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Siraj Syed

Siraj Syed is the India Correspondent for and a member of FIPRESCI, the International Federation of Film Critics. He is a Film Festival Correspondent since 1976, Film-critic since 1969 and a Feature-writer since 1970. He is also an acting and dialogue coach. 



Life is Good, Review: Is it?

Life is Good, Review: Is it?

A sweeping statement, to be sure. Life has its ups and down and is good to some people while not so good to others. To the central character in Life is Good, Rameshwar, played by Jackie Shroff, life has been rather bad, on the whole. So, bad, in fact, that he contemplates committing suicide at least twice. Yes, there is a long period in between when he finds love in an unlikely quarter, but like the tagline of LG (Lucky Goldstar) Electronics, ‘Life’s Good’, the title remains more of a tagline that conceals a lot of bad things happening to good people. To appreciate the film at all, you will have to first digest the fact that Jackie plays a postal clerk working in Mahabaleshwar, a hill-station in Maharashtra, and that his mother has recently died, leaving him alone and deeply depressed. Not the ideal vehicle to cast Jaggu Dada in, you might say, but give it to him: under the direction of Ananth Narayan Mahadevan, he does a fairly decent job. Sadly, the tale of an old man’s friendship with a six-year-old, delayed in release by over four years and shown at the Rajasthan International Film Festival in 2019, has many loopholes that drag it down.

Based on the hospital diary of the film's story-writer, Life is Good begins with Rameshwar rowing a boat in a Mahabaleshwar lake, and then reaching for sleeping pills, unable to cope with the loss of his mother, who, going by his age and looks, would have been about 80. We are not told what happened to his father or whether he has any siblings. Just when he is about to swallow the pills, there is a crash. Somebody has hit a ball through one of his glass windows, and the ball has fallen inside. He goes to the window to see that it is a little girl. He returns the ball. A woman comes around to apologise, saying she is his neighbor, and that the child, Mishti, is very naughty. Rameshwar sees this as a sign to desist from committing suicide, while the girl finds a ‘dost’ friend. Soon, the highly unlikely relationship blossoms, and Rameshwar becomes a part of the girl’s family. At her behest, he even travels on the ladder fixed to her school bus. Mishti is a girl and a friend, but not a girl-friend, declares Rameshwar.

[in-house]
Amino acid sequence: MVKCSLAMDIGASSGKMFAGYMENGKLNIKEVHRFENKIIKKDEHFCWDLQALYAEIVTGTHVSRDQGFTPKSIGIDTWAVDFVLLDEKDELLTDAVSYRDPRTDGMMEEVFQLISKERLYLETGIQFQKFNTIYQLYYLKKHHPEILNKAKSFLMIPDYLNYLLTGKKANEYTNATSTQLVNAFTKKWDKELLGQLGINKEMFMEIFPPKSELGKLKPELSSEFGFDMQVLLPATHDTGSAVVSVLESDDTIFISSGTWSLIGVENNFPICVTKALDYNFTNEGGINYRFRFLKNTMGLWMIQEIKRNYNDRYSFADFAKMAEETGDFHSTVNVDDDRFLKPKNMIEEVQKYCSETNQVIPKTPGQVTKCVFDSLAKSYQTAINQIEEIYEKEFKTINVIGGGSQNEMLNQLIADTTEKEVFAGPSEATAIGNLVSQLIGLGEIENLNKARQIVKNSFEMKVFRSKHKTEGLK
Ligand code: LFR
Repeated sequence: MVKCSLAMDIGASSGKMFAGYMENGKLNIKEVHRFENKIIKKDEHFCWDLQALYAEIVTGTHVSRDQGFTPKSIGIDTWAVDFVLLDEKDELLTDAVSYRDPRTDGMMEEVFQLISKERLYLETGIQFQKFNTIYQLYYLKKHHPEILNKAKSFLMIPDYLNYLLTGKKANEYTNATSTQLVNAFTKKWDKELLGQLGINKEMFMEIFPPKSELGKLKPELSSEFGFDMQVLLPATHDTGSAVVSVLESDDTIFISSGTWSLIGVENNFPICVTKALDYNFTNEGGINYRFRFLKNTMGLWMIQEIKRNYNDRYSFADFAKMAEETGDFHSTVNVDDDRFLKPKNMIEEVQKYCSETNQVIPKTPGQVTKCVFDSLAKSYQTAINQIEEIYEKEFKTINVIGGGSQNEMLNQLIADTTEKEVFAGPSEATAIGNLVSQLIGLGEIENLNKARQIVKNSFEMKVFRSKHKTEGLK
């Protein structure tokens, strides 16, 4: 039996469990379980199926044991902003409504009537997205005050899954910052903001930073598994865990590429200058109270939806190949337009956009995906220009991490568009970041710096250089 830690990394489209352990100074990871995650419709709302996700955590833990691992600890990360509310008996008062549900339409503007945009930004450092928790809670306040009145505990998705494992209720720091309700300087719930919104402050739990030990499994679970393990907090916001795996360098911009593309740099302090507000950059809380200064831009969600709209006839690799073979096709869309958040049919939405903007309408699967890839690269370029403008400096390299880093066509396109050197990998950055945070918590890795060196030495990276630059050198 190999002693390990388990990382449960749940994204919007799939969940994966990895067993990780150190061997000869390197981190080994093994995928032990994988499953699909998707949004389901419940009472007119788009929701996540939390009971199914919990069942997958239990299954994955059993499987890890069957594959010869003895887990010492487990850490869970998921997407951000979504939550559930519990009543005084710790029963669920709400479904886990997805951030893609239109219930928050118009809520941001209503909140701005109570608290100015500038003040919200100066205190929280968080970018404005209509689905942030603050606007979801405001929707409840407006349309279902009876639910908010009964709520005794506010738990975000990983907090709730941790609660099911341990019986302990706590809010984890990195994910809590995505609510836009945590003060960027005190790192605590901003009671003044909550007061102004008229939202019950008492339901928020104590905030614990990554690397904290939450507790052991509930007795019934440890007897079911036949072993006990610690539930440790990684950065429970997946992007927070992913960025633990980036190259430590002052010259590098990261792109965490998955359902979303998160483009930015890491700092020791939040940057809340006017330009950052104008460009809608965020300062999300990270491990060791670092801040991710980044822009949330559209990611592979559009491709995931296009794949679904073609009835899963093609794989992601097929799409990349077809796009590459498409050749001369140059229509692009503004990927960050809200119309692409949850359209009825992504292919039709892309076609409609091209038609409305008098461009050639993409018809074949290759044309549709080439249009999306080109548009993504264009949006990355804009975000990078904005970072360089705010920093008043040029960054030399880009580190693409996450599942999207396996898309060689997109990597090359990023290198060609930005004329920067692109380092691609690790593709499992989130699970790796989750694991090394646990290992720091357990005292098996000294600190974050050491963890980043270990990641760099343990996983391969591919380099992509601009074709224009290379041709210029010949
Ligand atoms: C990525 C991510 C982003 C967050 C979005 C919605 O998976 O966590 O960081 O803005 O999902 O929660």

The lady looking after her is an aunt. Mishti’s mother died in a car accident. Her father, who abandoned her when she was three, and married again, now wants her custody, because his wife cannot conceive, while the aunt wants to save her from such an irresponsible parent. At work, Rameshwar, who had become slack and disoriented after the loss of his mother, becomes time-conscious and efficient, thanks to the new-found friendship. As Mishti grows, Rameshwar showers her with gifts. One day, her father arrives, to take her away. Not willing to go with him at any cost, Mishti climbs a cup-board and jumps, breaking her leg. Advised long-term bed-rest, she evades being taken away. But her father comes back when she has just about recovered, and threatens legal action. This time, he has to contend with Rameshwar, who shoots off the legal sections under which his taking away Mishti forcibly, would be major crime, punishable with long term imprisonment. The father relents. But someone else is going to take Mishti away soon.